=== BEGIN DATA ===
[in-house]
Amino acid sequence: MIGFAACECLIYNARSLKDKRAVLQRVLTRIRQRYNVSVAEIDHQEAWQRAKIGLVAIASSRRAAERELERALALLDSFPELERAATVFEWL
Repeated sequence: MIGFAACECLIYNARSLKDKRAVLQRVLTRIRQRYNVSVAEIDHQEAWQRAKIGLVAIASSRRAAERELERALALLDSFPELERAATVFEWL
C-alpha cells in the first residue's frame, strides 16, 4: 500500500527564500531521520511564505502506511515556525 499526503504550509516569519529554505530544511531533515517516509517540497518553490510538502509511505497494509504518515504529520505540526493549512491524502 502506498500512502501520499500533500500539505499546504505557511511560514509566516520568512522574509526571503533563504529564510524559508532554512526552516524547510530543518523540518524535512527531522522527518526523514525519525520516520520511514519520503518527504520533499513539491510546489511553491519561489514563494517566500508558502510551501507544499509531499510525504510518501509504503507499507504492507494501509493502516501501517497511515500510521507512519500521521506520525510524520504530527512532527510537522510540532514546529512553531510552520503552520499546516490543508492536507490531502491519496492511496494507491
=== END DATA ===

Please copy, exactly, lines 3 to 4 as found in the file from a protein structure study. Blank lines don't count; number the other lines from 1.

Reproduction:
Repeated sequence: MIGFAACECLIYNARSLKDKRAVLQRVLTRIRQRYNVSVAEIDHQEAWQRAKIGLVAIASSRRAAERELERALALLDSFPELERAATVFEWL
C-alpha cells in the first residue's frame, strides 16, 4: 500500500527564500531521520511564505502506511515556525 499526503504550509516569519529554505530544511531533515517516509517540497518553490510538502509511505497494509504518515504529520505540526493549512491524502 502506498500512502501520499500533500500539505499546504505557511511560514509566516520568512522574509526571503533563504529564510524559508532554512526552516524547510530543518523540518524535512527531522522527518526523514525519525520516520520511514519520503518527504520533499513539491510546489511553491519561489514563494517566500508558502510551501507544499509531499510525504510518501509504503507499507504492507494501509493502516501501517497511515500510521507512519500521521506520525510524520504530527512532527510537522510540532514546529512553531510552520503552520499546516490543508492536507490531502491519496492511496494507491